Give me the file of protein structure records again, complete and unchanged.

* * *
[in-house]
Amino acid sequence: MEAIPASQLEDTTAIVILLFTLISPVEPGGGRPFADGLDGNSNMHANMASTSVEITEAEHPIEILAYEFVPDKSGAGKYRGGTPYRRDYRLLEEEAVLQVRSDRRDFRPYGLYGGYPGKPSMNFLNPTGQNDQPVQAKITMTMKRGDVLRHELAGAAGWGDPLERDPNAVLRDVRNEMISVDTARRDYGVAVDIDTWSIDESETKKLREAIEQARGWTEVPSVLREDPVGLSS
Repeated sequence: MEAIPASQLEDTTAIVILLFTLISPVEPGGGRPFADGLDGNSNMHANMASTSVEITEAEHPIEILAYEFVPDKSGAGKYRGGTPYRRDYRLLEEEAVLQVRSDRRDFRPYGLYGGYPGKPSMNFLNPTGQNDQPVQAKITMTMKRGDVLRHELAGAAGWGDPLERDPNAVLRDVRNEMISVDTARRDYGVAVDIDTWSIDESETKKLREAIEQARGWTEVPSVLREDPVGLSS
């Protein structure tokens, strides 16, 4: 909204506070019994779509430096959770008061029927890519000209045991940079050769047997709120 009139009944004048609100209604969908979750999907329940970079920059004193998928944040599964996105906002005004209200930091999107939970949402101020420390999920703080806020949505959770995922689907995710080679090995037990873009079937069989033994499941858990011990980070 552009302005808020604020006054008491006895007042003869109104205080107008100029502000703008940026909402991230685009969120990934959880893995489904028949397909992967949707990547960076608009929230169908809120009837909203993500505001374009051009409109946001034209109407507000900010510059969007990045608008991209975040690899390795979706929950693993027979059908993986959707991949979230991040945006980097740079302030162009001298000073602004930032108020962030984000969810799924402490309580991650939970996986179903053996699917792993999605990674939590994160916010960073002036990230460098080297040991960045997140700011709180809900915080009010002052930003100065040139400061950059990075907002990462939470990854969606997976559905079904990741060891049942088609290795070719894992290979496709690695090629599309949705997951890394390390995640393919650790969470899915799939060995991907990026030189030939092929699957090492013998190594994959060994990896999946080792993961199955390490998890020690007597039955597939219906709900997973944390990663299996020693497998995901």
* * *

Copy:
[in-house]
Amino acid sequence: MEAIPASQLEDTTAIVILLFTLISPVEPGGGRPFADGLDGNSNMHANMASTSVEITEAEHPIEILAYEFVPDKSGAGKYRGGTPYRRDYRLLEEEAVLQVRSDRRDFRPYGLYGGYPGKPSMNFLNPTGQNDQPVQAKITMTMKRGDVLRHELAGAAGWGDPLERDPNAVLRDVRNEMISVDTARRDYGVAVDIDTWSIDESETKKLREAIEQARGWTEVPSVLREDPVGLSS
Repeated sequence: MEAIPASQLEDTTAIVILLFTLISPVEPGGGRPFADGLDGNSNMHANMASTSVEITEAEHPIEILAYEFVPDKSGAGKYRGGTPYRRDYRLLEEEAVLQVRSDRRDFRPYGLYGGYPGKPSMNFLNPTGQNDQPVQAKITMTMKRGDVLRHELAGAAGWGDPLERDPNAVLRDVRNEMISVDTARRDYGVAVDIDTWSIDESETKKLREAIEQARGWTEVPSVLREDPVGLSS
């Protein structure tokens, strides 16, 4: 909204506070019994779509430096959770008061029927890519000209045991940079050769047997709120 009139009944004048609100209604969908979750999907329940970079920059004193998928944040599964996105906002005004209200930091999107939970949402101020420390999920703080806020949505959770995922689907995710080679090995037990873009079937069989033994499941858990011990980070 552009302005808020604020006054008491006895007042003869109104205080107008100029502000703008940026909402991230685009969120990934959880893995489904028949397909992967949707990547960076608009929230169908809120009837909203993500505001374009051009409109946001034209109407507000900010510059969007990045608008991209975040690899390795979706929950693993027979059908993986959707991949979230991040945006980097740079302030162009001298000073602004930032108020962030984000969810799924402490309580991650939970996986179903053996699917792993999605990674939590994160916010960073002036990230460098080297040991960045997140700011709180809900915080009010002052930003100065040139400061950059990075907002990462939470990854969606997976559905079904990741060891049942088609290795070719894992290979496709690695090629599309949705997951890394390390995640393919650790969470899915799939060995991907990026030189030939092929699957090492013998190594994959060994990896999946080792993961199955390490998890020690007597039955597939219906709900997973944390990663299996020693497998995901």